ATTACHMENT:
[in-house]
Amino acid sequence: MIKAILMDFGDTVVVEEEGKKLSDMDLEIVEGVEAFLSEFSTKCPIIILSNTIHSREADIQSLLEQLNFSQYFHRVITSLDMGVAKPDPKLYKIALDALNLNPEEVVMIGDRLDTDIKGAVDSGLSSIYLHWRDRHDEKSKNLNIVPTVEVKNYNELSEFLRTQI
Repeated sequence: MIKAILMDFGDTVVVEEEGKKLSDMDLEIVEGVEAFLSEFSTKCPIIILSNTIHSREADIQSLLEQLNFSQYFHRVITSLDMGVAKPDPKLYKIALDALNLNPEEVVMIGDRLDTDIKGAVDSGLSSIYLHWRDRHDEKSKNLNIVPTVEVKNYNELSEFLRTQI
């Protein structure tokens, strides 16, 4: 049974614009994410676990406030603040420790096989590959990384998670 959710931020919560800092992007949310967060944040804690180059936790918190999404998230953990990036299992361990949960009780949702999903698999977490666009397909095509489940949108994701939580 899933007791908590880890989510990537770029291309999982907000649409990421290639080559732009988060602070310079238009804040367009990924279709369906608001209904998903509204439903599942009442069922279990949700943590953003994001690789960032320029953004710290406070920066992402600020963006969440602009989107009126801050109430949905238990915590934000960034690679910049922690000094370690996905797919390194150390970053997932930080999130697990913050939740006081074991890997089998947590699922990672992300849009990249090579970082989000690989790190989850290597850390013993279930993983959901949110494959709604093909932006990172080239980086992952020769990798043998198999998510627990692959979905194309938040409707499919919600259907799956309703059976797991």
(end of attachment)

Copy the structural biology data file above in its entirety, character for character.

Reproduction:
[in-house]
Amino acid sequence: MIKAILMDFGDTVVVEEEGKKLSDMDLEIVEGVEAFLSEFSTKCPIIILSNTIHSREADIQSLLEQLNFSQYFHRVITSLDMGVAKPDPKLYKIALDALNLNPEEVVMIGDRLDTDIKGAVDSGLSSIYLHWRDRHDEKSKNLNIVPTVEVKNYNELSEFLRTQI
Repeated sequence: MIKAILMDFGDTVVVEEEGKKLSDMDLEIVEGVEAFLSEFSTKCPIIILSNTIHSREADIQSLLEQLNFSQYFHRVITSLDMGVAKPDPKLYKIALDALNLNPEEVVMIGDRLDTDIKGAVDSGLSSIYLHWRDRHDEKSKNLNIVPTVEVKNYNELSEFLRTQI
């Protein structure tokens, strides 16, 4: 049974614009994410676990406030603040420790096989590959990384998670 959710931020919560800092992007949310967060944040804690180059936790918190999404998230953990990036299992361990949960009780949702999903698999977490666009397909095509489940949108994701939580 899933007791908590880890989510990537770029291309999982907000649409990421290639080559732009988060602070310079238009804040367009990924279709369906608001209904998903509204439903599942009442069922279990949700943590953003994001690789960032320029953004710290406070920066992402600020963006969440602009989107009126801050109430949905238990915590934000960034690679910049922690000094370690996905797919390194150390970053997932930080999130697990913050939740006081074991890997089998947590699922990672992300849009990249090579970082989000690989790190989850290597850390013993279930993983959901949110494959709604093909932006990172080239980086992952020769990798043998198999998510627990692959979905194309938040409707499919919600259907799956309703059976797991």